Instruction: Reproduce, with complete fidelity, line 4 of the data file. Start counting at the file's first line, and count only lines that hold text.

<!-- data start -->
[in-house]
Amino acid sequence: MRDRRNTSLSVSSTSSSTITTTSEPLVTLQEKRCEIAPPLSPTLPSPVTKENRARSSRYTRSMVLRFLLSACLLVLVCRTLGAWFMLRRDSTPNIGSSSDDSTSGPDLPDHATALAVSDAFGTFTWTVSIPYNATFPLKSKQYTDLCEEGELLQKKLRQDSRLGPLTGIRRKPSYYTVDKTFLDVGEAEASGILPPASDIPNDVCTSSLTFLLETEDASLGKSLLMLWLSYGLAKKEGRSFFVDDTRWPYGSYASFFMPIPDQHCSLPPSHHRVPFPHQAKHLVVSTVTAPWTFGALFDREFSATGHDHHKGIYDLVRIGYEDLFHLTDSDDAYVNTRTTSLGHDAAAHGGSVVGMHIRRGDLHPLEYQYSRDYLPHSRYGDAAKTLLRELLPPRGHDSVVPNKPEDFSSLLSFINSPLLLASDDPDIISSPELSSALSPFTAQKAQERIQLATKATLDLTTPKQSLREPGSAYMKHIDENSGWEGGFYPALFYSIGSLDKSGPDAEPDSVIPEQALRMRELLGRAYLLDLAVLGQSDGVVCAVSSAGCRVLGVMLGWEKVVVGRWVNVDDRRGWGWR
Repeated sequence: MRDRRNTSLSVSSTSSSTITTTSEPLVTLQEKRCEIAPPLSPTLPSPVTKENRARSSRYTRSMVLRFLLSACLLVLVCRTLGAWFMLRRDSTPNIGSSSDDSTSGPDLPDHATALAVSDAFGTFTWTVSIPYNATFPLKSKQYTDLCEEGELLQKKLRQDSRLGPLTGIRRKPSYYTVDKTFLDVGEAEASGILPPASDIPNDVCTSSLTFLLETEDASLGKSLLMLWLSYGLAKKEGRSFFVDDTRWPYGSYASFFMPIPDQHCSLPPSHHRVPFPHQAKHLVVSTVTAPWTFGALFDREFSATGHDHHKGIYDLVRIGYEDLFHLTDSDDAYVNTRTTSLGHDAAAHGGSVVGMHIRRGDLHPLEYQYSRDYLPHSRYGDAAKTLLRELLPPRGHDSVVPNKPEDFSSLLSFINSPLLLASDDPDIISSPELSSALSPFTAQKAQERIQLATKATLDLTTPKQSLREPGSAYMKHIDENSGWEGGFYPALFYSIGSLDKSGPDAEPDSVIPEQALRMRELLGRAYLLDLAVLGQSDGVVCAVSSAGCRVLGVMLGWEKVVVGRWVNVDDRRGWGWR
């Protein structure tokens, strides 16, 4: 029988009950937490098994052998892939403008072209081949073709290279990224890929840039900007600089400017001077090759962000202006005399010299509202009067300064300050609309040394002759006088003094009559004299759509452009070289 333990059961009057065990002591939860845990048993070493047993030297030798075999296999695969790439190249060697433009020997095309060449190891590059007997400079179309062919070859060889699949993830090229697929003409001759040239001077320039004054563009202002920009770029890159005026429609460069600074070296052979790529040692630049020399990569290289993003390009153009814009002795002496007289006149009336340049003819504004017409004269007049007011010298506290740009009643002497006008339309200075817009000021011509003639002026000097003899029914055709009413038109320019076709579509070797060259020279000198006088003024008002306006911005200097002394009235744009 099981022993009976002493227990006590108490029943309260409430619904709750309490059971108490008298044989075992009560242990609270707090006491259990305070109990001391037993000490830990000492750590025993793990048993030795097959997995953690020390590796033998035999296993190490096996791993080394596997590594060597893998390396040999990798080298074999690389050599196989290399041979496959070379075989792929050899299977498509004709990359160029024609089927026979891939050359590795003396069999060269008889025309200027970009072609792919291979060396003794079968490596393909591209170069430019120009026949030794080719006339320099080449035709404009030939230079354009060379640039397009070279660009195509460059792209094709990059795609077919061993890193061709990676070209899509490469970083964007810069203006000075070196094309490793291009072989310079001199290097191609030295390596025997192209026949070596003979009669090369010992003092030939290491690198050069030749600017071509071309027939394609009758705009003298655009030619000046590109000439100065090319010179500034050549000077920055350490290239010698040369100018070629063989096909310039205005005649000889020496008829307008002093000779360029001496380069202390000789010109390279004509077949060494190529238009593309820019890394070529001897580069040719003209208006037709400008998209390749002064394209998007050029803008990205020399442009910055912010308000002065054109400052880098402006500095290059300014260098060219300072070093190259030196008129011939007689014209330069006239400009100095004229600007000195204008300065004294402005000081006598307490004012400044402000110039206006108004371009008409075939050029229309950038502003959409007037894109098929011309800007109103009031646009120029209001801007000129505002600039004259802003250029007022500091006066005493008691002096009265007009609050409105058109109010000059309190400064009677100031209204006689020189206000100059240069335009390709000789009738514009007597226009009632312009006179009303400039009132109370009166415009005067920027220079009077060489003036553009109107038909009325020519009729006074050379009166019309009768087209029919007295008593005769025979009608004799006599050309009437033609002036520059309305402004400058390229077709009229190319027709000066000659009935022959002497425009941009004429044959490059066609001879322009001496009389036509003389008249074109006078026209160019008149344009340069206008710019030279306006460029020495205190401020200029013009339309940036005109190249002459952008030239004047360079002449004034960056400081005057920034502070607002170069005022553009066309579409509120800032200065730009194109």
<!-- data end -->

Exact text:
């Protein structure tokens, strides 16, 4: 029988009950937490098994052998892939403008072209081949073709290279990224890929840039900007600089400017001077090759962000202006005399010299509202009067300064300050609309040394002759006088003094009559004299759509452009070289 333990059961009057065990002591939860845990048993070493047993030297030798075999296999695969790439190249060697433009020997095309060449190891590059007997400079179309062919070859060889699949993830090229697929003409001759040239001077320039004054563009202002920009770029890159005026429609460069600074070296052979790529040692630049020399990569290289993003390009153009814009002795002496007289006149009336340049003819504004017409004269007049007011010298506290740009009643002497006008339309200075817009000021011509003639002026000097003899029914055709009413038109320019076709579509070797060259020279000198006088003024008002306006911005200097002394009235744009 099981022993009976002493227990006590108490029943309260409430619904709750309490059971108490008298044989075992009560242990609270707090006491259990305070109990001391037993000490830990000492750590025993793990048993030795097959997995953690020390590796033998035999296993190490096996791993080394596997590594060597893998390396040999990798080298074999690389050599196989290399041979496959070379075989792929050899299977498509004709990359160029024609089927026979891939050359590795003396069999060269008889025309200027970009072609792919291979060396003794079968490596393909591209170069430019120009026949030794080719006339320099080449035709404009030939230079354009060379640039397009070279660009195509460059792209094709990059795609077919061993890193061709990676070209899509490469970083964007810069203006000075070196094309490793291009072989310079001199290097191609030295390596025997192209026949070596003979009669090369010992003092030939290491690198050069030749600017071509071309027939394609009758705009003298655009030619000046590109000439100065090319010179500034050549000077920055350490290239010698040369100018070629063989096909310039205005005649000889020496008829307008002093000779360029001496380069202390000789010109390279004509077949060494190529238009593309820019890394070529001897580069040719003209208006037709400008998209390749002064394209998007050029803008990205020399442009910055912010308000002065054109400052880098402006500095290059300014260098060219300072070093190259030196008129011939007689014209330069006239400009100095004229600007000195204008300065004294402005000081006598307490004012400044402000110039206006108004371009008409075939050029229309950038502003959409007037894109098929011309800007109103009031646009120029209001801007000129505002600039004259802003250029007022500091006066005493008691002096009265007009609050409105058109109010000059309190400064009677100031209204006689020189206000100059240069335009390709000789009738514009007597226009009632312009006179009303400039009132109370009166415009005067920027220079009077060489003036553009109107038909009325020519009729006074050379009166019309009768087209029919007295008593005769025979009608004799006599050309009437033609002036520059309305402004400058390229077709009229190319027709000066000659009935022959002497425009941009004429044959490059066609001879322009001496009389036509003389008249074109006078026209160019008149344009340069206008710019030279306006460029020495205190401020200029013009339309940036005109190249002459952008030239004047360079002449004034960056400081005057920034502070607002170069005022553009066309579409509120800032200065730009194109």